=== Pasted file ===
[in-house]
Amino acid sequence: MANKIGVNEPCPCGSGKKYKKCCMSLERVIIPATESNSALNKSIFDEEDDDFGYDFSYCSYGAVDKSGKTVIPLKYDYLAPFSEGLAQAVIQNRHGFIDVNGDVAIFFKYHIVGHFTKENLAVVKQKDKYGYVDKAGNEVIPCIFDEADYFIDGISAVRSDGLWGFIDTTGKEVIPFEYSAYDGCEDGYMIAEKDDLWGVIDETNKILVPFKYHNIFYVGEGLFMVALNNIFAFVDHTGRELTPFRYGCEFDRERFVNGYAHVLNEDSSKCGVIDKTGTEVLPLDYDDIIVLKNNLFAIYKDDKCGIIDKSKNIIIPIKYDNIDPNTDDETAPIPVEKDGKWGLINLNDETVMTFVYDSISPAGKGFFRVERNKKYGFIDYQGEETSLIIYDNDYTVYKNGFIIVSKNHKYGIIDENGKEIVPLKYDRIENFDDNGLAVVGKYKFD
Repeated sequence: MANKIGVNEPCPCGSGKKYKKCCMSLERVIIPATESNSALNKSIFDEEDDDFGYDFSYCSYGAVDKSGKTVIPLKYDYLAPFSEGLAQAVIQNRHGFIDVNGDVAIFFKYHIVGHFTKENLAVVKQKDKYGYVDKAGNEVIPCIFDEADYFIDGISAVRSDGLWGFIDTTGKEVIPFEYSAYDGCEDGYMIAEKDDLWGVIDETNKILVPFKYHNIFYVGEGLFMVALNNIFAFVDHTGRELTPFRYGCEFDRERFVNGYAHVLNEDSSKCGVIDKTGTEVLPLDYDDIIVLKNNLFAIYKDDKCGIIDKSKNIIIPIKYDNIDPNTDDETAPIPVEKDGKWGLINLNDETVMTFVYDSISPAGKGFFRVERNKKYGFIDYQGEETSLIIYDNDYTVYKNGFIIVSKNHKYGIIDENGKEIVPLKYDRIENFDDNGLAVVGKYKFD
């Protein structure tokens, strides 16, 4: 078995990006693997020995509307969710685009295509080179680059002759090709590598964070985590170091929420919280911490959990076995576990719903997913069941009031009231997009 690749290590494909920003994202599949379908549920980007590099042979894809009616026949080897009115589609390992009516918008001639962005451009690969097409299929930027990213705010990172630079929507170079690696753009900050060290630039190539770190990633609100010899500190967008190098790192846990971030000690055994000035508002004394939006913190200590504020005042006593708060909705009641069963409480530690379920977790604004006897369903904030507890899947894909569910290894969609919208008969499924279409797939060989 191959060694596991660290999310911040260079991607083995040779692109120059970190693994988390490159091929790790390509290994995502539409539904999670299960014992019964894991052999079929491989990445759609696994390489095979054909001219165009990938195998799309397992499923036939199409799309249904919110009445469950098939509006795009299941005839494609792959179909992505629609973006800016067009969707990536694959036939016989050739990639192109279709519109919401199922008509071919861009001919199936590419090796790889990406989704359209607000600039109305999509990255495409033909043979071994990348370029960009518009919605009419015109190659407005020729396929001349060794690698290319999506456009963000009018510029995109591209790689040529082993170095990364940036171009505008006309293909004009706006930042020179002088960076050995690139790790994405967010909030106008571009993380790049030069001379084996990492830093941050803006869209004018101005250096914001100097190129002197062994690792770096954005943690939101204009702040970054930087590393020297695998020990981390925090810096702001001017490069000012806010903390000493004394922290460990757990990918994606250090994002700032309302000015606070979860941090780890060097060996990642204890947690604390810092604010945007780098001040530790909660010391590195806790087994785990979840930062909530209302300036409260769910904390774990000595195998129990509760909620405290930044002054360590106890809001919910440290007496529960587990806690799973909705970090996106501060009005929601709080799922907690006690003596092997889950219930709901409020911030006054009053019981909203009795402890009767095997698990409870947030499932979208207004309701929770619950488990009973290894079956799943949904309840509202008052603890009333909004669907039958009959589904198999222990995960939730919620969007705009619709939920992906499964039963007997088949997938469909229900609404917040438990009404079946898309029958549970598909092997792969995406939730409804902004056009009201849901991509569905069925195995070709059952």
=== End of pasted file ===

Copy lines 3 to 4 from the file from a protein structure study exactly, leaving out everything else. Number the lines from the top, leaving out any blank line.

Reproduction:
Repeated sequence: MANKIGVNEPCPCGSGKKYKKCCMSLERVIIPATESNSALNKSIFDEEDDDFGYDFSYCSYGAVDKSGKTVIPLKYDYLAPFSEGLAQAVIQNRHGFIDVNGDVAIFFKYHIVGHFTKENLAVVKQKDKYGYVDKAGNEVIPCIFDEADYFIDGISAVRSDGLWGFIDTTGKEVIPFEYSAYDGCEDGYMIAEKDDLWGVIDETNKILVPFKYHNIFYVGEGLFMVALNNIFAFVDHTGRELTPFRYGCEFDRERFVNGYAHVLNEDSSKCGVIDKTGTEVLPLDYDDIIVLKNNLFAIYKDDKCGIIDKSKNIIIPIKYDNIDPNTDDETAPIPVEKDGKWGLINLNDETVMTFVYDSISPAGKGFFRVERNKKYGFIDYQGEETSLIIYDNDYTVYKNGFIIVSKNHKYGIIDENGKEIVPLKYDRIENFDDNGLAVVGKYKFD
């Protein structure tokens, strides 16, 4: 078995990006693997020995509307969710685009295509080179680059002759090709590598964070985590170091929420919280911490959990076995576990719903997913069941009031009231997009 690749290590494909920003994202599949379908549920980007590099042979894809009616026949080897009115589609390992009516918008001639962005451009690969097409299929930027990213705010990172630079929507170079690696753009900050060290630039190539770190990633609100010899500190967008190098790192846990971030000690055994000035508002004394939006913190200590504020005042006593708060909705009641069963409480530690379920977790604004006897369903904030507890899947894909569910290894969609919208008969499924279409797939060989 191959060694596991660290999310911040260079991607083995040779692109120059970190693994988390490159091929790790390509290994995502539409539904999670299960014992019964894991052999079929491989990445759609696994390489095979054909001219165009990938195998799309397992499923036939199409799309249904919110009445469950098939509006795009299941005839494609792959179909992505629609973006800016067009969707990536694959036939016989050739990639192109279709519109919401199922008509071919861009001919199936590419090796790889990406989704359209607000600039109305999509990255495409033909043979071994990348370029960009518009919605009419015109190659407005020729396929001349060794690698290319999506456009963000009018510029995109591209790689040529082993170095990364940036171009505008006309293909004009706006930042020179002088960076050995690139790790994405967010909030106008571009993380790049030069001379084996990492830093941050803006869209004018101005250096914001100097190129002197062994690792770096954005943690939101204009702040970054930087590393020297695998020990981390925090810096702001001017490069000012806010903390000493004394922290460990757990990918994606250090994002700032309302000015606070979860941090780890060097060996990642204890947690604390810092604010945007780098001040530790909660010391590195806790087994785990979840930062909530209302300036409260769910904390774990000595195998129990509760909620405290930044002054360590106890809001919910440290007496529960587990806690799973909705970090996106501060009005929601709080799922907690006690003596092997889950219930709901409020911030006054009053019981909203009795402890009767095997698990409870947030499932979208207004309701929770619950488990009973290894079956799943949904309840509202008052603890009333909004669907039958009959589904198999222990995960939730919620969007705009619709939920992906499964039963007997088949997938469909229900609404917040438990009404079946898309029958549970598909092997792969995406939730409804902004056009009201849901991509569905069925195995070709059952």